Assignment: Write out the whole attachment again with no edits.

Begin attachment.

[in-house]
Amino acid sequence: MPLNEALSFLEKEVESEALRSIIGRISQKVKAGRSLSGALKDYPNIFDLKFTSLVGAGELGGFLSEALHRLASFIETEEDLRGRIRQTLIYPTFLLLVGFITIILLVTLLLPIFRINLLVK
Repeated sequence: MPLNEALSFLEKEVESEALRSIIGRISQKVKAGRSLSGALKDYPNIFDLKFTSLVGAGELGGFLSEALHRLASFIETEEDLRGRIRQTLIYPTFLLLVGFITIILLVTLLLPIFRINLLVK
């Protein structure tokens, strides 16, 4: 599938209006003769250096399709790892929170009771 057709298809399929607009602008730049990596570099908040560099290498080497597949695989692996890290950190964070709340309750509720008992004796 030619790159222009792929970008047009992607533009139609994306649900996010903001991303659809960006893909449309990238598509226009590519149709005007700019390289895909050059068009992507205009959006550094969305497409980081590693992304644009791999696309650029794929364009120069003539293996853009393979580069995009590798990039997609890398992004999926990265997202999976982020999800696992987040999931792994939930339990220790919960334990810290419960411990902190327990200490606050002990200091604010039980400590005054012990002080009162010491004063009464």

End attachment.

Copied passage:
[in-house]
Amino acid sequence: MPLNEALSFLEKEVESEALRSIIGRISQKVKAGRSLSGALKDYPNIFDLKFTSLVGAGELGGFLSEALHRLASFIETEEDLRGRIRQTLIYPTFLLLVGFITIILLVTLLLPIFRINLLVK
Repeated sequence: MPLNEALSFLEKEVESEALRSIIGRISQKVKAGRSLSGALKDYPNIFDLKFTSLVGAGELGGFLSEALHRLASFIETEEDLRGRIRQTLIYPTFLLLVGFITIILLVTLLLPIFRINLLVK
């Protein structure tokens, strides 16, 4: 599938209006003769250096399709790892929170009771 057709298809399929607009602008730049990596570099908040560099290498080497597949695989692996890290950190964070709340309750509720008992004796 030619790159222009792929970008047009992607533009139609994306649900996010903001991303659809960006893909449309990238598509226009590519149709005007700019390289895909050059068009992507205009959006550094969305497409980081590693992304644009791999696309650029794929364009120069003539293996853009393979580069995009590798990039997609890398992004999926990265997202999976982020999800696992987040999931792994939930339990220790919960334990810290419960411990902190327990200490606050002990200091604010039980400590005054012990002080009162010491004063009464």